Network News

X My Profile
View More Activity

Predictions: What Will Happen With Health Reform?

PH2009062201861.jpg

These days, about one in three conversations I have includes the question, "What's going to happen with health reform?" So for ease of use, I'll just put my prediction here: I think health reform is going to go the way of stimulus.

The stimulus was a huge and important accomplishment. If you had told liberals in 2007 that they were going to pass an $800 billion dollar spending bill that made good on decades of promises about infrastructure rebuilding and comparative effectiveness research and train construction and broadband internet and green energy, they would have laughed at you.

But by the time the bill actually wound its way through Congress, most liberals were frustrated by the outcome: A few Senate moderates had lopped $100 billion in spending off of the total and done so for no apparent reason. Top economists said that the legislation, though helpful, would not be enough to close the output gap and should thus be larger. The stimulus was a historic legislative accomplishment that nevertheless left liberals frustrated because they made concessions they didn't see any reason to make and ended up with a bill that they knew would not fully solve the problem.

That, I'd bet, is how health reform will close out as well. We will spend a trillion or a bit more covering the un- and underinsured. We will regulate a fairer and more decent insurance market into existence. We will expand Medicaid and build out subsidies to at least 300 percent of poverty and create health insurance exchanges. We will fund all this through sharply progressive taxes. We may even have a public plan. In 2006, it would have been a great deal. But as the legislation winds its way through the Senate, there will be unpleasant compromises, and unconscionable omissions, and the constant knowledge that though this is progress, it is not sufficient, and the people who stand in the way of a better bill are frequently incoherent or disingenuous. And that will be terribly frustrating for supports of the effort. The result will probably be a historic win when compared to the status quo, but I doubt it's going to feel like that for supporters of the initiative.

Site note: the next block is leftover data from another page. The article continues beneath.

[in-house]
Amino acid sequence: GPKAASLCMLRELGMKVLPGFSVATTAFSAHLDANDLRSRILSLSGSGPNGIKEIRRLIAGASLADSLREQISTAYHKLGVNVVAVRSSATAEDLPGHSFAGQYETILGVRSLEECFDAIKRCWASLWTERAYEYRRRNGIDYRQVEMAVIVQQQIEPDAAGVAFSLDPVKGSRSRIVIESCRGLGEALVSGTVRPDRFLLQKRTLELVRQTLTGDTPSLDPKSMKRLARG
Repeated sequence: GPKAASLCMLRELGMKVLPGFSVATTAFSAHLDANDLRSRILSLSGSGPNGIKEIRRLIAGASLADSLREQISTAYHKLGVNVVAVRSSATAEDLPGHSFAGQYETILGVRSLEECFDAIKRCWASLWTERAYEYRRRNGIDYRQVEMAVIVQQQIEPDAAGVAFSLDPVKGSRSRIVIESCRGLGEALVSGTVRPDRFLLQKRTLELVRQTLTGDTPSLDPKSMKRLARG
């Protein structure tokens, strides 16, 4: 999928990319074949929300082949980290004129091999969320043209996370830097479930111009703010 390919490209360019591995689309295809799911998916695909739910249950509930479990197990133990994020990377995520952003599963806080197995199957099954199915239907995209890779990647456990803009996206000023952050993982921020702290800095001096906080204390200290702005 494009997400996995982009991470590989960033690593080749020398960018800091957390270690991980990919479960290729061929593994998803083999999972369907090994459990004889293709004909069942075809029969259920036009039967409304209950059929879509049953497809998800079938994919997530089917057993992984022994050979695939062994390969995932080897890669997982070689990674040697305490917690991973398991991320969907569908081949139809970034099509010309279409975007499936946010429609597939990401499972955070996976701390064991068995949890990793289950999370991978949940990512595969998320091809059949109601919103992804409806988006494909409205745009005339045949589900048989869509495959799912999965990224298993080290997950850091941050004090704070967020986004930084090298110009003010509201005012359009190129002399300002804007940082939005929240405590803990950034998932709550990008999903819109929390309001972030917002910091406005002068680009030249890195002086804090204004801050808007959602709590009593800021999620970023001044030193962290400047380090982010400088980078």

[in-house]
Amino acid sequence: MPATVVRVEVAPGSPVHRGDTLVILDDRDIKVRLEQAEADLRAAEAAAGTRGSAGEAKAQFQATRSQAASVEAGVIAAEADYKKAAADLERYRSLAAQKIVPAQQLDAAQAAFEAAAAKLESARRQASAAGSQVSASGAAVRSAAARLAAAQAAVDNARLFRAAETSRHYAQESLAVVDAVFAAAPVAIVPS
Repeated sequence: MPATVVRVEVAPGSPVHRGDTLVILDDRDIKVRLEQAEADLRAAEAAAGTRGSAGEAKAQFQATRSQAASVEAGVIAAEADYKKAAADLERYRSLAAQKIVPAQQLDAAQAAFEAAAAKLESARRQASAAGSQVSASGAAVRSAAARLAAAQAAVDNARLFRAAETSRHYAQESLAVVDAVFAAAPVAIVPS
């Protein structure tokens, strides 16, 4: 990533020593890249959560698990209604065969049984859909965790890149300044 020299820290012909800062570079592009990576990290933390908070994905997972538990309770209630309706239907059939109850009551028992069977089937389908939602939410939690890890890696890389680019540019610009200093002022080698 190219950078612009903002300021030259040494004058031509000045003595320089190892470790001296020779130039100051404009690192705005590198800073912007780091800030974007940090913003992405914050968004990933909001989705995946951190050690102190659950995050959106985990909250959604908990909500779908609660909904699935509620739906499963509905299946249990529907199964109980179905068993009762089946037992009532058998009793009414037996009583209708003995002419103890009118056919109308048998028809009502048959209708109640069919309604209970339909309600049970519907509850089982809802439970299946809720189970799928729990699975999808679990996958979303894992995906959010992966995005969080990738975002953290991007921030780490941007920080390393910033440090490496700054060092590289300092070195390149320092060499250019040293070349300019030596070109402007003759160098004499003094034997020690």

Photo of Sen Chris Dodd and Sen. Mike Enzi by Charles Dharapak of AP Photo.

By Ezra Klein  |  June 23, 2009; 12:06 PM ET
Categories:  Health Reform  
Save & Share:  Send E-mail   Facebook   Twitter   Digg   Yahoo Buzz   Del.icio.us   StumbleUpon   Technorati   Google Buzz   Previous: Elitism?
Next: Conrad and Schumer Nearing an Agreement?

Comments

My prediction is that we get a bill more like the Wyden-Bennett bill where we have our healthcare benefits taxed and where Medicaid is privatized instead of expanded. I also believe that MediPAC legislation will be passed further diminishing Medicare benefits for seniors and possibly raising the age of eligibility. People will be charged higher insurance premiums if they smoke or are overweight. The elderly will be incentivized to leave nursing homes in favor of home-based health care. People will go to jail if they commit waste, abuse and fraud of Medicare or Medicaid dollars. I still can't figure out if Congress will require Medicaid/Medicare recipients to have living wills as mentioned by Senator Specter a few months ago. End-of-life issues haven't been discussed that much in legislation or the news as far as I can tell. Have you heard anything on the developments of that touchy subject within the healthcare reform arena, Ezra?

Posted by: ademption | June 23, 2009 12:27 PM | Report abuse

There'll be no real reform. I'm not rooting for that state of affairs.

The money is almost irrelevant. We think we have an economy, but what we really want, and have, is a morality play. It's burnt into the pseudo-Calvininst American mythos.

If people are presented with a choice between a satisfying narrative arc, in which the good guys win and the bad guys get punished, and an actual, functioning social provision, they'll take the coherent story over the boring social provision.

A mish-mosh like the one Ezra sketches coming out of the House is a lousy backbone for a story. It'll get killed in the Senate, by a mix of superior GOP messaging, and an institution whose very DNA is designed to not do things.